How do you solve #sqrt[x+5]=3x-7# and find any extraneous solutions?

2 Answers
Jun 30, 2017

Answer:

#x=\frac{43+\sqrt{265}}{18}\approx3.293#

Explanation:

Simplifying the equation would involve first getting rid of the square root:
#\sqrt{x+5}=3x-7#
#(\sqrt{x+5})^2=(3x-7)^2#
#x+5=(3x-7)^2#

Simplifying further, we can expand out the square on the right side of the equation:
#x+5=9x^2-42x+49#

Since this is a quadratic equation, we want to put everything on one side and then find the zeros of the expression:
#0=9x^2-43x+44#

Using the quadratic formula (since we cannot factor the expression),
#x=\frac{-b\pm\sqrt{b^2-4ac}}{2a}#
#x=\frac{-(-43)\pm\sqrt{(-43)^2-4(9)(44)}}{2(9)}#

Simplifying gives:
#x=\frac{43\pm\sqrt{1849-1584}}{18}#
#x=\frac{43\pm\sqrt{265}}{18}#

Using a calculator to find the value of this expression,
#x\approx 3.293# or #1.485#

Plugging the first value back into the equation, we get a valid equation:
#\sqrt{3.293+5}=3*3.293-7#
#2.879\approx2.879#

However, when we plug the second value back into the equation, we have this:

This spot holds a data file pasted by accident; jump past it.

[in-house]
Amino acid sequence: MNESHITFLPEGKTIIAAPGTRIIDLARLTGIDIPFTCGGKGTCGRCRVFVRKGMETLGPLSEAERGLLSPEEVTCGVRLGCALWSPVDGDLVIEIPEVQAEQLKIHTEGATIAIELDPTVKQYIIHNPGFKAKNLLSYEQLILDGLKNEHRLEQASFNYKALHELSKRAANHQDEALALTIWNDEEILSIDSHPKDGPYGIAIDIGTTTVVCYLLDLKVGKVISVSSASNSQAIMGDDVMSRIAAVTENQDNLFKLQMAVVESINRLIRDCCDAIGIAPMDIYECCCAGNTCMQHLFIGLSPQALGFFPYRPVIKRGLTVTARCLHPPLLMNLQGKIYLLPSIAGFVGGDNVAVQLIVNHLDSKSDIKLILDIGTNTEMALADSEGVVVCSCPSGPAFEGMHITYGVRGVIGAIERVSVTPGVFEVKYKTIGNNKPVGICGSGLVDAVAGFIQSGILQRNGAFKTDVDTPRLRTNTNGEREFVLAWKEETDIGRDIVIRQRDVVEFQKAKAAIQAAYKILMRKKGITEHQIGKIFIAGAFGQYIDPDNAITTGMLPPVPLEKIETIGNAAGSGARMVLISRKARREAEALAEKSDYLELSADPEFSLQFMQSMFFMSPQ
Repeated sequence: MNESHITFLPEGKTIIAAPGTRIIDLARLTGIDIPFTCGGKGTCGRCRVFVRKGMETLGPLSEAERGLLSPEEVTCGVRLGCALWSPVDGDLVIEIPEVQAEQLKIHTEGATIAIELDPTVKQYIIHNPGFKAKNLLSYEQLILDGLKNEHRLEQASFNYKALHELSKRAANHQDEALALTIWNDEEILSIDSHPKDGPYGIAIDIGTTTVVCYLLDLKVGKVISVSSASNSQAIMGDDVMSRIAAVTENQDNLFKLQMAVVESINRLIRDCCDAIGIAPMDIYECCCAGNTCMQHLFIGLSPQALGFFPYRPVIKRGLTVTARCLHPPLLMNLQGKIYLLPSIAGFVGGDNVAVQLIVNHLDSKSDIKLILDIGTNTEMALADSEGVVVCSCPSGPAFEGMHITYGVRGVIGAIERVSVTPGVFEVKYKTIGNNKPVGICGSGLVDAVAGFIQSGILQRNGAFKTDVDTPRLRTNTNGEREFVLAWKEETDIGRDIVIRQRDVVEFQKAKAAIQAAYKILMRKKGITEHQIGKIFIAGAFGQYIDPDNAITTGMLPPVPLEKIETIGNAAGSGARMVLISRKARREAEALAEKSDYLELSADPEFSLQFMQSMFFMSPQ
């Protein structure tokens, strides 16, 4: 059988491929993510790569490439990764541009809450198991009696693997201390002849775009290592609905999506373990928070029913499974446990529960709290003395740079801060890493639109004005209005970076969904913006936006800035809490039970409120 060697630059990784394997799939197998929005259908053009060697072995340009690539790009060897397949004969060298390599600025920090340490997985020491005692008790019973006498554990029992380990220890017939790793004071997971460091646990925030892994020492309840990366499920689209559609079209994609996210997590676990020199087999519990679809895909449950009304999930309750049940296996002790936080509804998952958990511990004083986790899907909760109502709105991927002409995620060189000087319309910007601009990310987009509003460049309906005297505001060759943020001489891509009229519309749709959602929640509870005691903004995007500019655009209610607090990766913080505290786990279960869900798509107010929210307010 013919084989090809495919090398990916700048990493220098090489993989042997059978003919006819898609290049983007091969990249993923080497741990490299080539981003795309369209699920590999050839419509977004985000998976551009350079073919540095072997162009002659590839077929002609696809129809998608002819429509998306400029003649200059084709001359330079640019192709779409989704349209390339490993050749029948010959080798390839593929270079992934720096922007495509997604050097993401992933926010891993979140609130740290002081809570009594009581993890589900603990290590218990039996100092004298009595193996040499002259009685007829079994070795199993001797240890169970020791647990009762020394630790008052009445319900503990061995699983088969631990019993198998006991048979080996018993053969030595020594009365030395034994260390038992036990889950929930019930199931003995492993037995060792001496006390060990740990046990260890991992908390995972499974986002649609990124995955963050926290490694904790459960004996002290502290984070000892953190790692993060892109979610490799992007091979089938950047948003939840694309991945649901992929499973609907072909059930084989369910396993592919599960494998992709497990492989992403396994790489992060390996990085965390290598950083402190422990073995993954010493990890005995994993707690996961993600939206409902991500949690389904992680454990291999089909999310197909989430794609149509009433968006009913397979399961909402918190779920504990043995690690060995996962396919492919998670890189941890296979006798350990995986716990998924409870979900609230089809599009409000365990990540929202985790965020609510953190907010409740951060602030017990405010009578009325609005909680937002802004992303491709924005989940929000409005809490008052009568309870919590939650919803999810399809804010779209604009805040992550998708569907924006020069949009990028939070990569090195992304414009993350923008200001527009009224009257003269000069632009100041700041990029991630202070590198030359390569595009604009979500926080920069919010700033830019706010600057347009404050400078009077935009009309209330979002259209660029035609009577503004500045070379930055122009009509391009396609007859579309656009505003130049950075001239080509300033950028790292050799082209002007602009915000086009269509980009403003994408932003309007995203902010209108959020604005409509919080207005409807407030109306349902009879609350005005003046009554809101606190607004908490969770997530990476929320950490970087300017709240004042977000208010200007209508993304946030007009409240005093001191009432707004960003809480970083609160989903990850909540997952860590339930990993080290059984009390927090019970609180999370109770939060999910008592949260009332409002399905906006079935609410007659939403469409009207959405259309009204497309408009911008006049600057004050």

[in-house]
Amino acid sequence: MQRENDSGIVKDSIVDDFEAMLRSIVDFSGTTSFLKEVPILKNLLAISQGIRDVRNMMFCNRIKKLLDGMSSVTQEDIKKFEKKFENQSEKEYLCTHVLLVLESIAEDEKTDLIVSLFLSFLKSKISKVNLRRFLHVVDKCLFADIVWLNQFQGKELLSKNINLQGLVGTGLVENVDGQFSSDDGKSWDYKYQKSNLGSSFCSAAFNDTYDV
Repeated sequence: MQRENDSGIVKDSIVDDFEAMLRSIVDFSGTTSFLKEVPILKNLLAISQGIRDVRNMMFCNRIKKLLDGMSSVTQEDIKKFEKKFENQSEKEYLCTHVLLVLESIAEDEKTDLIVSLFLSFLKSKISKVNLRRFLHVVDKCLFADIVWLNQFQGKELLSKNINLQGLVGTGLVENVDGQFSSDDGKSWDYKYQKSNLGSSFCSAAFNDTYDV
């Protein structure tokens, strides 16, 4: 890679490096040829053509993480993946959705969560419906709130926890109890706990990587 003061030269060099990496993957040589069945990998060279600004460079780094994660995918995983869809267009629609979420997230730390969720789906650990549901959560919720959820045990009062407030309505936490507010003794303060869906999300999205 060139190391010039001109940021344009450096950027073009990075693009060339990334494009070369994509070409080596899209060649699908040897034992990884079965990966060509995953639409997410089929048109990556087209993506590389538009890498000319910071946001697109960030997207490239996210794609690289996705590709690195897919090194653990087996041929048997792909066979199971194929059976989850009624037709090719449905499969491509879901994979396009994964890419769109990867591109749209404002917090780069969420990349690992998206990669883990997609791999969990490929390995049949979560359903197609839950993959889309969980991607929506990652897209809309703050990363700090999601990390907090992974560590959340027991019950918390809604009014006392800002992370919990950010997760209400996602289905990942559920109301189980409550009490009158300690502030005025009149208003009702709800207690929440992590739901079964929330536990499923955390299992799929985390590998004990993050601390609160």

#\sqrt{1.485+5}=3*1.485-7#
#\sqrt{6.485}=-2.545#

Since the right side is negative, the second value that we got for #x# is an extraneous solution. Thus, #x# can only equal #\frac{43+\sqrt{265}}{18}\approx3.293#

Jun 30, 2017

Answer:

all values of #x<-5# are extraneous.

#x=43/18+-sqrt(265)/18" "# as exact values

#x~~+3.293" " #to 3 decimal places

#x# only has one answer if you use what is called the Principle Square Root. That is: only positive!

Explanation:

For the solution to remain within the set of numbers called Real the square root must be of a value that is not negative.

Thus all values of #x<-5# are extraneous.

Given:#" "sqrt(x+5)=3x-7" "..............Equation(1)#

Square both sides

#x+5" "=" "(3x-7)^2" "=" "9x^2-42x+49#

Subtract #(x+5)# from both sides

#0=9x^2-43x+44#

To comply with convention write as:

#9x^2-43x+44=0" ",......................Equation(2)#
~~~~~~~~~~~~~~~~~~~~~~~~~~~~~~~~~~~
Compare to #ax^2+bxd+c=0# where #x=(-b+-sqrt(b^2-4ac))/(2a)#

In this case: #a=9"; "b=-43"; "c=44# giving:

#x=(+43+-sqrt((-43)^2-4(9)(44)))/(2(9))#

#x=(+43+-sqrt(265))/(18)#

#x=43/18+-sqrt(265)/18" "# as exact values

#x~~+3.293 and 1.485# to 3 decimal places

However, as per smartspot2, substituting 1.485 back into the original question proves this value to fail if you use the 'Principle Square Root'. Thus by his approach there is only 1 value that is correct:#" "x=3.293# to 3 decimal places

Tony B